In 1577, five years after Tycho’s new star, another guest star appeared that was dramatically different from the previous. This guest star had a long tail streaming behind it, a type of guest star Chinese astronomers called a “Broom Star.” The ancient Greeks also were familiar with these stars and called them Komitis (κομήτης) which translates as a head with long hair. Tycho measured and recorded this guest star as well, and his measurements showed that it was in the celestial realm. This was an astounding discovery that was met with some derision as most people of his time thought comets appeared in the atmosphere.
While not fully understood in 1577, comets were well known and had appeared in art for centuries. Among the first renditions were “broom star” depictions by Chinese astronomers. They also appeared in Western art: the depiction of Halley’s Comet above the Battle of Hastings in the Bayeux Tapestry is one of the best known representations.
Astronomy: Gateway to the Universe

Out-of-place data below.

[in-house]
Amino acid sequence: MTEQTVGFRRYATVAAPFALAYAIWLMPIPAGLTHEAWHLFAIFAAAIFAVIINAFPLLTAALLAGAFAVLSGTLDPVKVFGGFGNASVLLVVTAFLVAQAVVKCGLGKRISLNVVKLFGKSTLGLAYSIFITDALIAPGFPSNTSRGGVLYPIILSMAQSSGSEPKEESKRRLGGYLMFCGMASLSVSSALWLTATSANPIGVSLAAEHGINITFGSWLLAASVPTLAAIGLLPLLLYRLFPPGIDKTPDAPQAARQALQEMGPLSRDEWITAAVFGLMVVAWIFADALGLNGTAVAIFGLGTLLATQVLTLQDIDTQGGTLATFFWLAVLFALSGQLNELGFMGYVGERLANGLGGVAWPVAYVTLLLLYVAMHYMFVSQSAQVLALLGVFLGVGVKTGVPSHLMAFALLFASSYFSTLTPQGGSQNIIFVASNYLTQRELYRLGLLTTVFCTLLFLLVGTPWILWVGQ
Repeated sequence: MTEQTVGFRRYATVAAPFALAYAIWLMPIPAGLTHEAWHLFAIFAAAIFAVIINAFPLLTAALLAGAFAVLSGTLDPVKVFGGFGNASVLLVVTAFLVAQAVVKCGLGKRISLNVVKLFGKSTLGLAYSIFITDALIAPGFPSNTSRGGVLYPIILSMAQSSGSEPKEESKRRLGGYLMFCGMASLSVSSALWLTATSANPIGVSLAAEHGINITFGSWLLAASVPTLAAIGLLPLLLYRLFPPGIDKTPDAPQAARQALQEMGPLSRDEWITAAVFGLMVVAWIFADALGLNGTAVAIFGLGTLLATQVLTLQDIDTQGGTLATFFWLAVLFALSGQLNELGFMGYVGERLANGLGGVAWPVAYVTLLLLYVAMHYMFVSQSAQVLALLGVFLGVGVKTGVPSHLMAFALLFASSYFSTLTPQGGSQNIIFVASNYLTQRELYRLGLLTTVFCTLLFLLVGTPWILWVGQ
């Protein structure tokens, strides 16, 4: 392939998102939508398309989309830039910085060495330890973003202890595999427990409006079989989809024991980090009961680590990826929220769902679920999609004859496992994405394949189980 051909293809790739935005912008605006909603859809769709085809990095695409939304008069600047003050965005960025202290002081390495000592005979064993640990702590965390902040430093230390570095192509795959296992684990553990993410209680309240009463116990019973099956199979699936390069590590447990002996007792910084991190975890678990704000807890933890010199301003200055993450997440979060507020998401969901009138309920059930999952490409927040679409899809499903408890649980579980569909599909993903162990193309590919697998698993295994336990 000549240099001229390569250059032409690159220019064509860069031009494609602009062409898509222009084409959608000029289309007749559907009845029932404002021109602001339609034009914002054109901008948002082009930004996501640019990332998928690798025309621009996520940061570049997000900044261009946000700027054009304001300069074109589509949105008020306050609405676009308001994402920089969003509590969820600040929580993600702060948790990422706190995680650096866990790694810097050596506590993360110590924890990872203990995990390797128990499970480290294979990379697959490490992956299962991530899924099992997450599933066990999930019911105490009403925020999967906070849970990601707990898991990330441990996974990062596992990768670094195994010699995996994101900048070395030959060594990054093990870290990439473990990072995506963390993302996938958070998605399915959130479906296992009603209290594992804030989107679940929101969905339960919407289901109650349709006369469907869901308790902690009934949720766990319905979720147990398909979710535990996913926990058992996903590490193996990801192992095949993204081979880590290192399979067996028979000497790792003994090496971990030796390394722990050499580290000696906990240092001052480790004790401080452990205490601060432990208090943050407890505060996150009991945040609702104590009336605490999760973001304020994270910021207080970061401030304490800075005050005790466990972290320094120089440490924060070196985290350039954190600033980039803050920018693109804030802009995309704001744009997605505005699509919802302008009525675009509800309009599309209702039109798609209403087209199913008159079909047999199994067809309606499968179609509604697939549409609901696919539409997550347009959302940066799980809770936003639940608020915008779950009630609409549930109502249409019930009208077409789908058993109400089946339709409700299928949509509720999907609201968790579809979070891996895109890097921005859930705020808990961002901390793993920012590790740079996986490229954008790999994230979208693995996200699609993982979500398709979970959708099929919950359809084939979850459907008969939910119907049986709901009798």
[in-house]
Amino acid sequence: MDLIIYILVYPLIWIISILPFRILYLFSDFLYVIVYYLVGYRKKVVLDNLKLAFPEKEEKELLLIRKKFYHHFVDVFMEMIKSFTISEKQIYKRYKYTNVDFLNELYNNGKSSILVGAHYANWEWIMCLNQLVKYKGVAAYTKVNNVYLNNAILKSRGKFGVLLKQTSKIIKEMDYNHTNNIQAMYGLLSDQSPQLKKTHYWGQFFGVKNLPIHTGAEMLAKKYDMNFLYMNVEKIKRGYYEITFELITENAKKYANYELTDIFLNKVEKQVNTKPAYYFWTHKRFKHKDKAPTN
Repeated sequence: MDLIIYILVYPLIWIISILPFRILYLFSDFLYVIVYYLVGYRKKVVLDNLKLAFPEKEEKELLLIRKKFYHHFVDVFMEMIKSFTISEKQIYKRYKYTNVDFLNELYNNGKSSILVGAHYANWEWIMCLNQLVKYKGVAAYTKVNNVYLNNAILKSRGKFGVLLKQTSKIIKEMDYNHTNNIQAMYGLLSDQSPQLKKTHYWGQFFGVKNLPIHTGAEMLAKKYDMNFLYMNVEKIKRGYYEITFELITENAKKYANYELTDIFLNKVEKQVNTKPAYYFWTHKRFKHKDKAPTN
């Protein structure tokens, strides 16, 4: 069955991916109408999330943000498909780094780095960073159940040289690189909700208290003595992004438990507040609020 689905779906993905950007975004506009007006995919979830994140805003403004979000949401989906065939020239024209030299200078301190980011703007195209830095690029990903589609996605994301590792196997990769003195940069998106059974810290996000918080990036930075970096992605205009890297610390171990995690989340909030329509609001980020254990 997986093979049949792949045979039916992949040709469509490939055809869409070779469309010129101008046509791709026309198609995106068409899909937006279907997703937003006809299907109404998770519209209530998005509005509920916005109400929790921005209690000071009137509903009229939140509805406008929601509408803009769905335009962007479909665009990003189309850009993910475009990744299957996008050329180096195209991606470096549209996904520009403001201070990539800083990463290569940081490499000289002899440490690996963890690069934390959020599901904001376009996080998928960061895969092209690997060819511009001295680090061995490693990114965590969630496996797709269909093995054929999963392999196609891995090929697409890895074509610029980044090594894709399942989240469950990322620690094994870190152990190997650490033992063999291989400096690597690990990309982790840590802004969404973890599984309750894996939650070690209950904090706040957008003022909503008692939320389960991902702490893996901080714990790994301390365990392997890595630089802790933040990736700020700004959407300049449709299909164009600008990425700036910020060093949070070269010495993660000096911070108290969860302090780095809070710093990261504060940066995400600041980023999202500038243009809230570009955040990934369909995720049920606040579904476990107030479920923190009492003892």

Let’s return for a moment to Tycho Brahe and his new star. Today astronomers have determined that what was recorded in 1572 was a supernova explosion, the death of a star. More accurately, the 1572 supernova was the death of two stars, a white dwarf and a nearby companion star. This type of supernova is called a type 1a, and it occurs when the strong gravitational force of the white dwarf pulls material (mostly hydrogen and helium) from its companion. The material accretes onto the white dwarf until a violent explosion is triggered destroying both the white dwarf and the companion. This type of supernova releases a predictable amount of energy, a predictable light curve, and a predictable brightness. Today, when this type of supernova is observed, astronomers can determine how far away it is from us, by observing how bright it appears to us here on Earth. This is one of the methods that can be used to determine the vast scale of the universe. Astronomy is woven throughout human history. Astronomy’s capacity to encourage exploration, inspire wonder, and spark questions makes it a true gateway science.